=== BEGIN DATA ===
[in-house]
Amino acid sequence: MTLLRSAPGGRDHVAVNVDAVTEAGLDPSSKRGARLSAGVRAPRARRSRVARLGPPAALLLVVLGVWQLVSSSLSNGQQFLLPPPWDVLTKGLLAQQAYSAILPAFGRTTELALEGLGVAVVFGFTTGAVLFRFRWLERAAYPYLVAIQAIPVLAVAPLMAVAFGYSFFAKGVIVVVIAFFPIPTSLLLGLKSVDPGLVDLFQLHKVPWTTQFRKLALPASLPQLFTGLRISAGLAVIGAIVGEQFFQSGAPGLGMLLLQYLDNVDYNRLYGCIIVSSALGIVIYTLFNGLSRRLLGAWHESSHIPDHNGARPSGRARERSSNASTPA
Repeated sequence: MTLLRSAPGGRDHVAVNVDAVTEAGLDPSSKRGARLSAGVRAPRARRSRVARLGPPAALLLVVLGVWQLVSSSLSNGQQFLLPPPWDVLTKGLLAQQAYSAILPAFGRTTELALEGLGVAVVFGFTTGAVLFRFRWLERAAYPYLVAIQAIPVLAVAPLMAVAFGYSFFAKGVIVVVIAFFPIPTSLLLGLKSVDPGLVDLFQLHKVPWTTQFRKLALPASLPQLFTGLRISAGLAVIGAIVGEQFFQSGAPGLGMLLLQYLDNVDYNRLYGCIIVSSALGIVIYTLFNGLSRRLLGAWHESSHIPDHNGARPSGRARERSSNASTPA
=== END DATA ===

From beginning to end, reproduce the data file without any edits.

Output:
[in-house]
Amino acid sequence: MTLLRSAPGGRDHVAVNVDAVTEAGLDPSSKRGARLSAGVRAPRARRSRVARLGPPAALLLVVLGVWQLVSSSLSNGQQFLLPPPWDVLTKGLLAQQAYSAILPAFGRTTELALEGLGVAVVFGFTTGAVLFRFRWLERAAYPYLVAIQAIPVLAVAPLMAVAFGYSFFAKGVIVVVIAFFPIPTSLLLGLKSVDPGLVDLFQLHKVPWTTQFRKLALPASLPQLFTGLRISAGLAVIGAIVGEQFFQSGAPGLGMLLLQYLDNVDYNRLYGCIIVSSALGIVIYTLFNGLSRRLLGAWHESSHIPDHNGARPSGRARERSSNASTPA
Repeated sequence: MTLLRSAPGGRDHVAVNVDAVTEAGLDPSSKRGARLSAGVRAPRARRSRVARLGPPAALLLVVLGVWQLVSSSLSNGQQFLLPPPWDVLTKGLLAQQAYSAILPAFGRTTELALEGLGVAVVFGFTTGAVLFRFRWLERAAYPYLVAIQAIPVLAVAPLMAVAFGYSFFAKGVIVVVIAFFPIPTSLLLGLKSVDPGLVDLFQLHKVPWTTQFRKLALPASLPQLFTGLRISAGLAVIGAIVGEQFFQSGAPGLGMLLLQYLDNVDYNRLYGCIIVSSALGIVIYTLFNGLSRRLLGAWHESSHIPDHNGARPSGRARERSSNASTPA